The Bermuda Government paid out millions of dollars to Sandys 360 between 2007 and 2013. Based on public access to information disclosures made by the Ministry of Finance and the Department of Public Lands and Buildings, the total sum is at least $5.3 million. But the true cost to taxpayers of the failed project is likely to be much higher. It is not yet clear if there were payments from the public purse made outside of the 2007 to 2013 timeframe and to entities other than Sandys 360, which went towards the now-defunct sports centre and swimming pool. What is known is that Sandys 360 is in debt to the Government in relation to payroll taxes, land taxes and social insurance contributions. The Ministry of Finance refused to reveal the amount in response to a Pati request. Those behind the Somerset facility were also given customs rebates by the Government for building materials, totaling hundreds of thousands of dollars. The $5.3 million figure is based on the following disclosed payments:

2018. February 28. Taxpayers have forked out at least $5.3 million on the failed Sandys 360 facility, The Royal Gazette can reveal. The now-shuttered sports centre, which the Government plans to buy for $1 million and renovate for an as-yet-unknown sum, was funded with a bank loan, a government grant and donations from the public. The education ministry provided $1 million towards its construction costs and, according to disclosures made to The Royal Gazette by the Ministry of Finance under public access to information legislation, further payments from the public purse totaled $4.3 million. A duplicate payment of more than $800,000 made by mistake to the center's trustees has never been recovered and the ministry said there were no records to show how it has sought to recover the cash or from whom. The Government has also refused to make public a report into the financial affairs of the centre carried out by professional services firm KPMG. Lieutenant-Colonel David Burch, the public works minister, revealed last week that the Progressive Labour Party government is to go ahead with a plan first announced by the previous One Bermuda Alliance administration in 2016 to buy the facility for $1 million. He told the House of Assembly: “There is a significant amount of money that is owed to HSBC, I believe, and so we are purchasing the facility for $1 million. “No capital funds have been budgeted in the next financial year on the facility but, once the purchase is complete, a thorough survey of the structure will be carried out.” Colonel Burch said any major work would have to be “properly scoped and budgeted for the following financial year”. The state-of-the-art Sandys 360 Sports, Aquatic and Enrichment Centre opened its doors in September 2009 next to Sandys Secondary Middle School after 15 years of fundraising and planning and two years of construction. The sports centre boasted the island’s only 25-metre indoor swimming pool and diving platform, plus a full-sized gym, an aerobics and fitness room, a weights room, a viewing gallery and a juice bar, as well as six classrooms. More than 2,000 people were reported to have attended its official opening, when it was described as a “magnificent” $12 million facility, which would benefit the entire community. But management admitted less than four years later in March 2013 that they were struggling to keep up with bills and repay a loan from HSBC. Sandys 360 closed that year and Michael Fahy, then home affairs minister, later said in the Senate that it had been “run very badly”. Mr Fahy, speaking in July 2015, said the Government was still spending “a little money” to keep it in operational condition. He said it was “a private entity and a private concern — not a government initiative”. The Government stonewalled questions in December that year about how much it was still paying to keep the facility from falling into disrepair. The Pati disclosures, made in response to requests from The Royal Gazette, show a series of payments beginning in 2009 and ending in 2013. They include:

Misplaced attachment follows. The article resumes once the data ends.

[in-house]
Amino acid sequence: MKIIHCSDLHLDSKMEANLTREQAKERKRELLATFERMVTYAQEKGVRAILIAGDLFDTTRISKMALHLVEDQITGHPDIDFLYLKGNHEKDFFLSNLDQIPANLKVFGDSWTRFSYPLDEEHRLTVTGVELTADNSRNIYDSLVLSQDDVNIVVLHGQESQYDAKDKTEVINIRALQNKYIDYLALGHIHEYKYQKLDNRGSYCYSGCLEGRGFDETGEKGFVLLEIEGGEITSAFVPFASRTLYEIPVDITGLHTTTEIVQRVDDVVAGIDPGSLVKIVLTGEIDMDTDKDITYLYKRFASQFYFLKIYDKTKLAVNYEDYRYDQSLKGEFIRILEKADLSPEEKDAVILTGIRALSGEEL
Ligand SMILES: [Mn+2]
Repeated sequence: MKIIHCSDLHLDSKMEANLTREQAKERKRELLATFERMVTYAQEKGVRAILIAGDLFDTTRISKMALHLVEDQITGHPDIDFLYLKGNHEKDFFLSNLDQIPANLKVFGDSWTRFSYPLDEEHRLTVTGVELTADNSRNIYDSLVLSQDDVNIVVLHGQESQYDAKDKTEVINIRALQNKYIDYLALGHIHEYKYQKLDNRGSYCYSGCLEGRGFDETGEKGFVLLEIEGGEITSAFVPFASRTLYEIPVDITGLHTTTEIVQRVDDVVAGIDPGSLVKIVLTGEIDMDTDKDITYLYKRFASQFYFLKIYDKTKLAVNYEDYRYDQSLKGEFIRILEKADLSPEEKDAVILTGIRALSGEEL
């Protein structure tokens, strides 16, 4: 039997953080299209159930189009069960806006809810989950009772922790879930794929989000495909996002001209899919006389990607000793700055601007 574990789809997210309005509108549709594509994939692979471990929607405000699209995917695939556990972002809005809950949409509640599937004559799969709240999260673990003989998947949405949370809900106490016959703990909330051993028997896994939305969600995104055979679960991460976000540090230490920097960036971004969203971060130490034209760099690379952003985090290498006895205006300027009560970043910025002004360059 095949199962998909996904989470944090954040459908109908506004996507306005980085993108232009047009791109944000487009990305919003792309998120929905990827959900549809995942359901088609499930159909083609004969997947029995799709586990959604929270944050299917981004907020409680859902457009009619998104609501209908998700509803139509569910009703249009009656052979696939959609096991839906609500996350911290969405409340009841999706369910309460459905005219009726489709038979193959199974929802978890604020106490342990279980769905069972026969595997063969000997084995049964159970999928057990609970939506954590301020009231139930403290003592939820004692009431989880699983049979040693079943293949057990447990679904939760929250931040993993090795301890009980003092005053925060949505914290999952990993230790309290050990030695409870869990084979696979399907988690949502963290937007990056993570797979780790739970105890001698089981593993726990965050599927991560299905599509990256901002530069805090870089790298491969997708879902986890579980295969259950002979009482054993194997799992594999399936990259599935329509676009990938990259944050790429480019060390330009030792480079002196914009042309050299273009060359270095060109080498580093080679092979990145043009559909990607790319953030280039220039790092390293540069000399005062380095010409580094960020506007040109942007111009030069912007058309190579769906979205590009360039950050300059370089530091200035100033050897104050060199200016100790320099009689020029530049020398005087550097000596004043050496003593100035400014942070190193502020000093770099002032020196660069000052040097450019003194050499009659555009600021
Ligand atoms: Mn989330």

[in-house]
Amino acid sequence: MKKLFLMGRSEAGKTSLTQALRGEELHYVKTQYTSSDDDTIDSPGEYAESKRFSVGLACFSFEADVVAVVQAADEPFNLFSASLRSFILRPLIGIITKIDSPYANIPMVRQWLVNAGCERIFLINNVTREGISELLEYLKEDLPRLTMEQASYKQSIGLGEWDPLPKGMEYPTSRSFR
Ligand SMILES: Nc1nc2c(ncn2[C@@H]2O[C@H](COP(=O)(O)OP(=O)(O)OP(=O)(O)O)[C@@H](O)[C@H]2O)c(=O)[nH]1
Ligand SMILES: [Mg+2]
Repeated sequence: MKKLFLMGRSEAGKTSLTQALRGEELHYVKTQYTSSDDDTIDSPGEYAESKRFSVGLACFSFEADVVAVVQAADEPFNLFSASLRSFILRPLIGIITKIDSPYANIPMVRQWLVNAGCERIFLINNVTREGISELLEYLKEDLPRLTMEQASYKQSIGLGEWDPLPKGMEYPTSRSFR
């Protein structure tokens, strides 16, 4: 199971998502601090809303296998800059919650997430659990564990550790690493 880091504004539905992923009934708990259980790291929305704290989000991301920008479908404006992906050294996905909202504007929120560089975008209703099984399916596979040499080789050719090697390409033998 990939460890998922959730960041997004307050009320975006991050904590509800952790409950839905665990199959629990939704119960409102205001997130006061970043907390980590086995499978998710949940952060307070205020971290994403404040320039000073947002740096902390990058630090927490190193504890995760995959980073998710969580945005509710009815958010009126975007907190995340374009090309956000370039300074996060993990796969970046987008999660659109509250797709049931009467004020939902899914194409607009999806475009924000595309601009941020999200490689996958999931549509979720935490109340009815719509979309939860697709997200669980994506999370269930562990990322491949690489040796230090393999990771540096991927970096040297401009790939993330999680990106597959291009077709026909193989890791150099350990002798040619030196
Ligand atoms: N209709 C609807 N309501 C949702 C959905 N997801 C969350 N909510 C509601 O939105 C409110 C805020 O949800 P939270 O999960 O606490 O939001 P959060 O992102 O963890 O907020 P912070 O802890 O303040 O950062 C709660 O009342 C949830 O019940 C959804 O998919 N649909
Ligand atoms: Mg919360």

The Ministry of Finance’s information official said: “All the payments ... were used to defray the cost of previous capital works undertaken by Sandys 360 and to reduce associated debt. Funding went directly to service debt and was not used for operational expenditures of Sandys 360.” A further $253,700 was spent between 2009 and 2013 to subsidize use of the centre by “seniors, youth etc”. The official said The Royal Gazette’s question on how the Government had sought to recover the missing $807,000 could not be answered. She added: “There are no records showing how government is seeking to recover the funds it is owed by Sandys 360 and who it is seeking repayment from. Hence, there are no records of letters, invoices, or court papers pertaining to repayment. However, government has sought to recover these debts by pursuing its customary debt collection procedures.” The information officer later said in an e-mail in January 2017: “We confirm we have now provided you with a list of all payments made to Sandys 360.” A request to the Ministry of Public Works for the KPMG report and confirmation of the total amount of public funds spent on Sandys 360 did not receive a response by press time.

2018. February 24. The disused Sandys 360 sports centre could be bought by the Bermuda Government. A $1 million sale and purchase agreement between the Government and Sandys Secondary Middle School was tabled yesterday by Lieutenant-Colonel David Burch, the Minister of Public Works. The document referred to land and buildings situated off Broome Street in Somerset, referred to as lots 1, 2, 3 and 4, and named trustees Melvyn Bassett, Stanley Lee, Travis Gilbert and Valerie Dill. The $10 million private centre, equipped with an indoor swimming pool, opened in 2009. But it struggled with a high cost of operation and closed in 2013. The centre was backed by government cash, including a duplicate payment of $807,000 in 2012, but the centre was still unable to cover its bills. In 2015, Progressive Labour Party MP Kim Wilson said the shuttered centre was attracting vandals. The purchase agreement did not name Sandys 360 and details of the deal were unavailable from the ministry yesterday. The tabled sale agreement gave a completion date of 30 days from its execution.